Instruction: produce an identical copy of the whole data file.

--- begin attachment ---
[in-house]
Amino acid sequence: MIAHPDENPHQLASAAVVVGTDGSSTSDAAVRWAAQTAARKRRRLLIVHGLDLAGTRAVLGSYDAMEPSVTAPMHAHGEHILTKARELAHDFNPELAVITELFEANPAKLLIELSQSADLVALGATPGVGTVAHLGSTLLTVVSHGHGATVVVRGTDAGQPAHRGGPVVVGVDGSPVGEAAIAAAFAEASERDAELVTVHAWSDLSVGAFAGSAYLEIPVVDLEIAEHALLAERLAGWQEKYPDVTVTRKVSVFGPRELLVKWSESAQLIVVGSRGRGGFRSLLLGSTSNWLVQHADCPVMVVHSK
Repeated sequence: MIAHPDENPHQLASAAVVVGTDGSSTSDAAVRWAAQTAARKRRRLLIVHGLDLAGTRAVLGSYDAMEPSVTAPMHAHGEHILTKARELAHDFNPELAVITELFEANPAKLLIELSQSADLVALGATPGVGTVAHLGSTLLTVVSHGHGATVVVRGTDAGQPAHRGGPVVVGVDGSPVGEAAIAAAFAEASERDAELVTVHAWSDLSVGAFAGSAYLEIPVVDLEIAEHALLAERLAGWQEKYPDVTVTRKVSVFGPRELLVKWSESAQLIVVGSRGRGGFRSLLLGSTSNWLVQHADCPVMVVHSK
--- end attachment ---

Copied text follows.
[in-house]
Amino acid sequence: MIAHPDENPHQLASAAVVVGTDGSSTSDAAVRWAAQTAARKRRRLLIVHGLDLAGTRAVLGSYDAMEPSVTAPMHAHGEHILTKARELAHDFNPELAVITELFEANPAKLLIELSQSADLVALGATPGVGTVAHLGSTLLTVVSHGHGATVVVRGTDAGQPAHRGGPVVVGVDGSPVGEAAIAAAFAEASERDAELVTVHAWSDLSVGAFAGSAYLEIPVVDLEIAEHALLAERLAGWQEKYPDVTVTRKVSVFGPRELLVKWSESAQLIVVGSRGRGGFRSLLLGSTSNWLVQHADCPVMVVHSK
Repeated sequence: MIAHPDENPHQLASAAVVVGTDGSSTSDAAVRWAAQTAARKRRRLLIVHGLDLAGTRAVLGSYDAMEPSVTAPMHAHGEHILTKARELAHDFNPELAVITELFEANPAKLLIELSQSADLVALGATPGVGTVAHLGSTLLTVVSHGHGATVVVRGTDAGQPAHRGGPVVVGVDGSPVGEAAIAAAFAEASERDAELVTVHAWSDLSVGAFAGSAYLEIPVVDLEIAEHALLAERLAGWQEKYPDVTVTRKVSVFGPRELLVKWSESAQLIVVGSRGRGGFRSLLLGSTSNWLVQHADCPVMVVHSK